To find out if any scientific research had been conducted on this topic, I performed a simple search in the largest biomedical database for studies including the terms internet, adolescence (or teenager), and brain. Then I looked through the 134 results to see if they were actually relevant. Most were not. The two studies I classified as empirical research studies did not measure brain changes in response to Internet use, but included experimental paradigms that could tell us something about the effects of Internet use. The studies that did relate Internet use to brain measures sampled an unrepresentative portion of the population, which means the results of these studies are unlikely to apply to most individuals.
The keyboard and the damage done
The Internet is sometimes compared to drugs like heroin, but I think it is much more like coffee (which an estimated 83% of American adults drink). The studies that have investigated the effects of Internet use on the adolescent brain have focused on adolescents experiencing serious problems from their Internet use (sometimes referred to as Pathological Internet Use). It might surprise some to hear that the majority of adolescents (95.6%) do not fall into this category. Most adolescents, like adults, do not experience serious problems from Internet use. We might be using the Internet every day, but most of us are functional users. What this means is that the studies that have shown brain changes in individuals with disordered Internet use do not apply to most adolescents.
What we do know
While we may not know much about how the Internet affects brain development, there has been extensive work into how different Internet activities relate to the health and well-being of adolescents. Importantly, it is becoming clear that typical Internet use does not displace time spent doing IRL activities, such as participating in sports and clubs.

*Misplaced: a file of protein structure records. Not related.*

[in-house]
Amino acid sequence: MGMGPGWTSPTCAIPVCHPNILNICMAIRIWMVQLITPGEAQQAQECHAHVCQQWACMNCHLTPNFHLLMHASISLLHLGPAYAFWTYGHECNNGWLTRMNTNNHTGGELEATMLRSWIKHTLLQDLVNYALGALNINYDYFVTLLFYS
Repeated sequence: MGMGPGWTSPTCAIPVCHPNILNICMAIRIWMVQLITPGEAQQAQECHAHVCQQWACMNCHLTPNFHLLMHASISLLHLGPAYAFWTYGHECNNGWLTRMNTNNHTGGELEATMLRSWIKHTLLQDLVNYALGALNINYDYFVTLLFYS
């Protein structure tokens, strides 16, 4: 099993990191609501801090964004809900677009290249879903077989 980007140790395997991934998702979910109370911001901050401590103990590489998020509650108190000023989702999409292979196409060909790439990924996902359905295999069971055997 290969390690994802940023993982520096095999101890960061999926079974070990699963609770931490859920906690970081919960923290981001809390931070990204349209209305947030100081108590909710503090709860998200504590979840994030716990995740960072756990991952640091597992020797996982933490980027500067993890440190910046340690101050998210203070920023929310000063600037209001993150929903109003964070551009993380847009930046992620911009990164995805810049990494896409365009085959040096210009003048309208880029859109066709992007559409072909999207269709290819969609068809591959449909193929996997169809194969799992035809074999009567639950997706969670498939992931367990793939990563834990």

A review conducted five years ago found that communicating with friends through the Internet is related to increased levels of social connectedness in adolescents. And, as I'm sure many readers are already aware, danah boyd has recently written a fantastic book on social media use in adolescence that goes into unprecedented depth on this topic.
In the review, I describe a few studies that could tell us something about how the Internet might shape our way of interacting with the world. Although these studies cannot tell us if Internet use is creating a generation with “fundamentally different cognitive skills,” they suggest that our way of dealing with information might be changing in a world that favors certain skills.
Shaping the developing brain
Repeated experiences in the world will affect neural architecture on some level; such is the nature of our brain. This is true for a human brain of any age. However, the developing brain contains more capacity for change. Since experience partially determines what neural connections are kept and strengthened during adolescence, some adults are concerned that Internet use could be “rewiring” the brains of the current generation. This is exactly the kind of evidence that is lacking.